We also hear from a lot of migrant health centers, Federally Qualified Health Centers, and other organizations that serve the Hispanic and Latino populations about there not being enough COVID-19 resources made specifically for their populations. This often to leads to discussions on the importance of the CHW’s role in our community.

Who is involved in developing the topics being discussed?

Hannah: It’s a team effort. We want to make sure the information is relevant, so we ask for feedback and suggestions via a brief form. We have guest speakers that are experts in the field who bring in relevant topics for us to discuss as well.

How are collaborators and presenters chosen and what value do they bring to the table?

Hannah: We work with former collaborators, our contacts from the CDC, Area Health Education Centers, our learning collaboratives, FQHCs, and anyone we consider to have expertise in the subject matter at hand.

Shannon: We are lucky in that MHP Salud already has a strong network of partners due to our program’s activities such as resource development which require us to collaborate with organizations that are considered subject matter experts in the topics we discuss.

What is your understanding of the impact that COVID-19 has had on CHWs and the organizations that work with them?

Hannah: We’ve been hearing a lot about how the delivery of care has been challenging; in terms of having to switch from in-person to virtual from both an organizational stand-point and on the client’s side. Thinking about rural communities and migrant communities, their virtual capacity is limited. How is this impacting them?

We’re also hearing that there just isn’t enough information and educational tools out there that are culturally appropriate. For those that are serving migrant workers, CHWs are wondering how they can effectively outreach to them about COVID-19 or how these workers will get a two-dose vaccine if they’re constantly having to move frequently to work in different locations. And for those not moving around as much, there are still questions around working and housing conditions.

There have also been conversations around how family life has changed, for instance,  the challenge of having kids learn from home. In addition, we’re listening to discussions around the cultural stigma of getting tested, the vaccine, and how CHWs can address that.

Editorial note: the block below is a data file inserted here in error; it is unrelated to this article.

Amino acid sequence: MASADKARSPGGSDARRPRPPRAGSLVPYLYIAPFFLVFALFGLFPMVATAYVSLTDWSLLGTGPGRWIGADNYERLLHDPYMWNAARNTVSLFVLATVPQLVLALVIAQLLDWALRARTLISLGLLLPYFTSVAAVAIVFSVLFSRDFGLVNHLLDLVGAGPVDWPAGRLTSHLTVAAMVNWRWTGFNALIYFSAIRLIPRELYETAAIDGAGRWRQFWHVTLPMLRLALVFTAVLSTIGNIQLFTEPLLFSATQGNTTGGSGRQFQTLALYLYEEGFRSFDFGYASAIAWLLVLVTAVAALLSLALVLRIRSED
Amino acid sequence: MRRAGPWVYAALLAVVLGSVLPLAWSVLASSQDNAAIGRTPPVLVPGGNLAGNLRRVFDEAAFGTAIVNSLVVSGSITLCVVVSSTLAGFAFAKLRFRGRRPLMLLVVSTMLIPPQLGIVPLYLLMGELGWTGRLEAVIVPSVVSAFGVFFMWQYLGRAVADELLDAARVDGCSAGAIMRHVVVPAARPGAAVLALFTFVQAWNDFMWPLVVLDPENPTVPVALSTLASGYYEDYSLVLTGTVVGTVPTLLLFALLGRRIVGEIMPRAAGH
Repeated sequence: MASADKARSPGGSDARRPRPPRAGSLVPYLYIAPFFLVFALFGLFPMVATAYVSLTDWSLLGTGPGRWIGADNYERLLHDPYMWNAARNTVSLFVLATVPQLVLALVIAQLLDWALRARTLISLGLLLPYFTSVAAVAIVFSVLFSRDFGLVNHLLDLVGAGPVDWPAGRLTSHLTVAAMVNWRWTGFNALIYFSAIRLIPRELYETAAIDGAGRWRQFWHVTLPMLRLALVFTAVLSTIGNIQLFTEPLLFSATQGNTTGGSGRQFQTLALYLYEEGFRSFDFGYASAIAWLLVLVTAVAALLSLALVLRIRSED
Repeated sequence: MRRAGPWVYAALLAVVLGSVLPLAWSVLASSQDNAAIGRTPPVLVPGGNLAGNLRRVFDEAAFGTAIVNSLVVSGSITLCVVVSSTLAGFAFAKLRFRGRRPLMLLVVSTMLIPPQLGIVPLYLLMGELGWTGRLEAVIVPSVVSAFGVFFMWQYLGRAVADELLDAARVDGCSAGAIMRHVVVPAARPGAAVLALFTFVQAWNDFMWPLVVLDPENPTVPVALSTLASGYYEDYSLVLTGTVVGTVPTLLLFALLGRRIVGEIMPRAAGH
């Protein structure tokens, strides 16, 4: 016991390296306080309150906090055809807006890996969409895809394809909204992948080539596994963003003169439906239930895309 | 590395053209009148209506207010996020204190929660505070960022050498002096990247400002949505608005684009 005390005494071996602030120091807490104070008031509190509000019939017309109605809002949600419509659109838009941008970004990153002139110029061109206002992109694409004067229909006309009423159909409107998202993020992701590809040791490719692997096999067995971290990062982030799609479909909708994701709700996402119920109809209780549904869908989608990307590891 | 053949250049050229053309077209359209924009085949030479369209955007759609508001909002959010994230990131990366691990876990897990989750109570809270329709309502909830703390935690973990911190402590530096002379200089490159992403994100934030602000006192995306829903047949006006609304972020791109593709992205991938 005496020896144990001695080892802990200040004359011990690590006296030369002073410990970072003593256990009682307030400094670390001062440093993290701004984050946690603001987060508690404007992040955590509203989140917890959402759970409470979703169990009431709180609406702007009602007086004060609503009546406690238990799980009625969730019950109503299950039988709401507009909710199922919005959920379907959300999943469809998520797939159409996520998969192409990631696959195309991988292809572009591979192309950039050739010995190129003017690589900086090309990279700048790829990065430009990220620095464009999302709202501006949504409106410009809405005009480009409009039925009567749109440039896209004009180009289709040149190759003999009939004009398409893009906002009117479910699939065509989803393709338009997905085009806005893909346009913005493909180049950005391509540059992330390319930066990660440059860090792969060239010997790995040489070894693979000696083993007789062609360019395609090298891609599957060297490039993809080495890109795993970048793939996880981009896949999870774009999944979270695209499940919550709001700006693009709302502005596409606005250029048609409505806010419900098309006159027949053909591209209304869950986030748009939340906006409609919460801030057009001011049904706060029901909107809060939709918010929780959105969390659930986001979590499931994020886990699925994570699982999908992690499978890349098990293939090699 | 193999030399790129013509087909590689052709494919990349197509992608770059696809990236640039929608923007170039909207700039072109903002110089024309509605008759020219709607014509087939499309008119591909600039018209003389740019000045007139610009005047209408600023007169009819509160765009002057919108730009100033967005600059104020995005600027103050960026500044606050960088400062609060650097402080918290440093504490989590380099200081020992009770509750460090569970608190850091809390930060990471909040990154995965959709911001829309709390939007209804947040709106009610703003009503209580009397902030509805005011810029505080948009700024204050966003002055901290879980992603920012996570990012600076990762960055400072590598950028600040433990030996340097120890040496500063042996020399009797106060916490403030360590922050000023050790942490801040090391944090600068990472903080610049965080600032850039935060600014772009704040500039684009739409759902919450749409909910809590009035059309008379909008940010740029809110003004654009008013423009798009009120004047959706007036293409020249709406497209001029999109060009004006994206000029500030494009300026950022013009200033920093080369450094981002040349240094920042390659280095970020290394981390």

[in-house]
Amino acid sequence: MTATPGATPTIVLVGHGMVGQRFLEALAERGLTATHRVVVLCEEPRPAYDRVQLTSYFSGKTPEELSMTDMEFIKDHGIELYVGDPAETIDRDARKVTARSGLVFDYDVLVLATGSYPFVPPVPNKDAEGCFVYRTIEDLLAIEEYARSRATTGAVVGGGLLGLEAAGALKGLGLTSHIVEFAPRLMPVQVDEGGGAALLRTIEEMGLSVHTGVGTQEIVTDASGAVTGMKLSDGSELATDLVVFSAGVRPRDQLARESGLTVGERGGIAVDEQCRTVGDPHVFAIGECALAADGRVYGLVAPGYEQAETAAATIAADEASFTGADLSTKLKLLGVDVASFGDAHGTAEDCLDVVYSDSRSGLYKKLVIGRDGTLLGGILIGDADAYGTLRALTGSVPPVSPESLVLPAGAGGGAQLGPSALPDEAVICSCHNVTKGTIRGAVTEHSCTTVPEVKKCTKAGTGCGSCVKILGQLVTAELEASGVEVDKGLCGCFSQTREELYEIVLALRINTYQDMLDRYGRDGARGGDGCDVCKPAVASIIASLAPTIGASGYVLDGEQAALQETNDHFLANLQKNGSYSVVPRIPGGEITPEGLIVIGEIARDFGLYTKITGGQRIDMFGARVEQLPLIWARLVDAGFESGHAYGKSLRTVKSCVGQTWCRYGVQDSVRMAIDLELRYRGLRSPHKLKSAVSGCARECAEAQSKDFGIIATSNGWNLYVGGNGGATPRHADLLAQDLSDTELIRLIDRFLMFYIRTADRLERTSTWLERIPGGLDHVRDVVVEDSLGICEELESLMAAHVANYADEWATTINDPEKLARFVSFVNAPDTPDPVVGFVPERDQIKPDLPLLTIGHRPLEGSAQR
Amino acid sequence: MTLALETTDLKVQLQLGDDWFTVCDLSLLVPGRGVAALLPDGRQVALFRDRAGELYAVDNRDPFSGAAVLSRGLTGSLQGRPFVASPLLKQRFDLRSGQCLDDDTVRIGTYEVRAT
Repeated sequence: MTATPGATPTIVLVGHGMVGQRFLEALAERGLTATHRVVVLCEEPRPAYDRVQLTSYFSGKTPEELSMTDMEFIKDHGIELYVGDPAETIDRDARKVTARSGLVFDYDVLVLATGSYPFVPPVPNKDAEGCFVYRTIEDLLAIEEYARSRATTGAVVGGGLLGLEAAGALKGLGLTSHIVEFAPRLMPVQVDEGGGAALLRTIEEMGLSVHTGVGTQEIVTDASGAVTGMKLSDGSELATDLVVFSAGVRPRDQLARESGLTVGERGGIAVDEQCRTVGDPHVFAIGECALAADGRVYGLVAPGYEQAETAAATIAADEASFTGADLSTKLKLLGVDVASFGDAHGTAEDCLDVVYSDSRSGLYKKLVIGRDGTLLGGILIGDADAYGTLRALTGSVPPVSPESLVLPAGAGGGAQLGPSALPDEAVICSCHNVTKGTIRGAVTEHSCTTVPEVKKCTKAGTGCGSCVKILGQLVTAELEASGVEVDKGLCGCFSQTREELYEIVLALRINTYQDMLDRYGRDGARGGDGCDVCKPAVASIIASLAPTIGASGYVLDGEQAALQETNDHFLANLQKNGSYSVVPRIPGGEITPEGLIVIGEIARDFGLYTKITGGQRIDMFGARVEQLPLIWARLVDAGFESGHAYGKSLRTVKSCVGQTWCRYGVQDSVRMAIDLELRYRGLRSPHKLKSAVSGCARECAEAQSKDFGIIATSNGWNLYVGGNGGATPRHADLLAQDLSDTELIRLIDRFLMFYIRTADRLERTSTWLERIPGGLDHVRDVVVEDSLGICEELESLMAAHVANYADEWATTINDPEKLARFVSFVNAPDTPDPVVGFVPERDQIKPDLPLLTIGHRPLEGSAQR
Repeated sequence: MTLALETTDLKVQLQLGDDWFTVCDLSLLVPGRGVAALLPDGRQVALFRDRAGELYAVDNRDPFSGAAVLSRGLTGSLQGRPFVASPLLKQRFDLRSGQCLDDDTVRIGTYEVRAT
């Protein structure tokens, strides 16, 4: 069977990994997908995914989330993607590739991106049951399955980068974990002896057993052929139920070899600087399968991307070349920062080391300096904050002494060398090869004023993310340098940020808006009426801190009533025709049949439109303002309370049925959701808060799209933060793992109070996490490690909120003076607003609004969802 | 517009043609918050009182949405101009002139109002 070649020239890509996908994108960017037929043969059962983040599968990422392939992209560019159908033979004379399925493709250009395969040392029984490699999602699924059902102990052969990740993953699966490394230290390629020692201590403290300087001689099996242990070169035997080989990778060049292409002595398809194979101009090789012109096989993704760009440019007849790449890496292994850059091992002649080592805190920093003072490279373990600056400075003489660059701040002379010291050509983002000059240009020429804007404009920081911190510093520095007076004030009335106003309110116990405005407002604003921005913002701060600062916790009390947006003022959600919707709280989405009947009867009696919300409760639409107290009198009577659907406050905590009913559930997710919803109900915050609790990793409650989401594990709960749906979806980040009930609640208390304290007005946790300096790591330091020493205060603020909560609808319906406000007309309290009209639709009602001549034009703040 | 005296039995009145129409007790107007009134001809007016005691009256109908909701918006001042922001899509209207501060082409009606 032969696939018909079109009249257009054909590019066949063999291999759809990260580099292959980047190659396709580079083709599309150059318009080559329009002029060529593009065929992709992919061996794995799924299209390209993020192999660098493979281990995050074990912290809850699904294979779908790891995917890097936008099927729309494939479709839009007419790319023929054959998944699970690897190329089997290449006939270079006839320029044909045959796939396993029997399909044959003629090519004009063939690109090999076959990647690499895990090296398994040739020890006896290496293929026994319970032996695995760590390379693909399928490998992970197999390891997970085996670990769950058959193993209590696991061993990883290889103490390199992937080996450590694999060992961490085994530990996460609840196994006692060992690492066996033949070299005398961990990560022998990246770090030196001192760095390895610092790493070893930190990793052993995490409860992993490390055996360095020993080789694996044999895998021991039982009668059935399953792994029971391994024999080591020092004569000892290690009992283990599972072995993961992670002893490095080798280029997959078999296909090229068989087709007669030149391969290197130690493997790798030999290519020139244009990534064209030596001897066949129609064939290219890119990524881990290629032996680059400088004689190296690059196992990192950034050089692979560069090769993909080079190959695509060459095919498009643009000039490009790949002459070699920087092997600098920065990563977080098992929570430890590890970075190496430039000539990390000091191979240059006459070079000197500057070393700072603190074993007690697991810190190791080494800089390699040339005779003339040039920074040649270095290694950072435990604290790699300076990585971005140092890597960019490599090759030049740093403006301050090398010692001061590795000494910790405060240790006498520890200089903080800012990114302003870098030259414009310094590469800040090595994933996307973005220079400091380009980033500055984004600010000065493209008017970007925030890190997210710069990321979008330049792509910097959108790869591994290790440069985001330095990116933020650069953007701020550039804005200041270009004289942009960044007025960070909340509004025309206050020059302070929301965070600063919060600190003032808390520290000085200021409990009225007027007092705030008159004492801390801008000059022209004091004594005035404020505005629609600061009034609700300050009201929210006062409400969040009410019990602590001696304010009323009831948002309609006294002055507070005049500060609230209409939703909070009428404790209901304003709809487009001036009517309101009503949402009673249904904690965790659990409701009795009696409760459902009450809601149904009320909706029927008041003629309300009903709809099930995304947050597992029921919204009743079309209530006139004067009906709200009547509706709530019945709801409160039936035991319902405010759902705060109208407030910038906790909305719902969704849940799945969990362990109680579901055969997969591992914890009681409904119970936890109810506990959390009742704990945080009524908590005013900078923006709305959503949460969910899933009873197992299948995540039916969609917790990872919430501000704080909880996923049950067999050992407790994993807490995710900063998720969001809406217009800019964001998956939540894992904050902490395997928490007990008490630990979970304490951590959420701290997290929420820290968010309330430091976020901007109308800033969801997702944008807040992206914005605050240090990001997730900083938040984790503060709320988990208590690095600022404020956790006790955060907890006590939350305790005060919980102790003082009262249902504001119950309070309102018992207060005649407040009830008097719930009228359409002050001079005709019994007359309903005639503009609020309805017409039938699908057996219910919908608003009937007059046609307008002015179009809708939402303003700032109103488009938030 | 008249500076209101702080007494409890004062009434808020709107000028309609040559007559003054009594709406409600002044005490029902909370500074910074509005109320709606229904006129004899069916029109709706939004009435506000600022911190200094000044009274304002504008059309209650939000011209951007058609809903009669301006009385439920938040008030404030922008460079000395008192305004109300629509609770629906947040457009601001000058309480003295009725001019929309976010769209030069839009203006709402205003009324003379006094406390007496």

Strengthening Services for the Older Adult Hispanic Population–there are many challenges for this community. What sorts of issues are being discussed within these TA calls?

Shannon: Our calls focus on a variety of topics that affect the older adult population and a CHWs role in providing support around these same topics. Thus far, we’ve covered Aging in Place, Social Isolation, Dementia, and the impact of the pandemic on the aging Hispanic and Latino community. It’s disproportionately affecting older adults–they are at higher risk. What’s unique about our population is that there are a lot of multigenerational families that live under one roof. You can have a situation where a grandparent is constantly being exposed by a grandchild who is an essential worker. It’s a tricky situation.

These days, information moves very quickly. How does the team ensure that the information provided on these calls is up-to-date and accurate?

Shannon: We do our best to research the topics with the most relevant information from trusted sources like the CDC for example and making sure to have subject matter experts on hand to speak about these topics.

In addition to great discussions and the sharing of knowledge, you provide access to some great resources…What sorts of resources are shared?

Shannon: We like to share our MHP Salud resources because they are specifically made with a focus on Community Health Workers, which is a focal point of our TA calls. We also share partner resources and any other resources that are trusted and relevant to the topic at hand.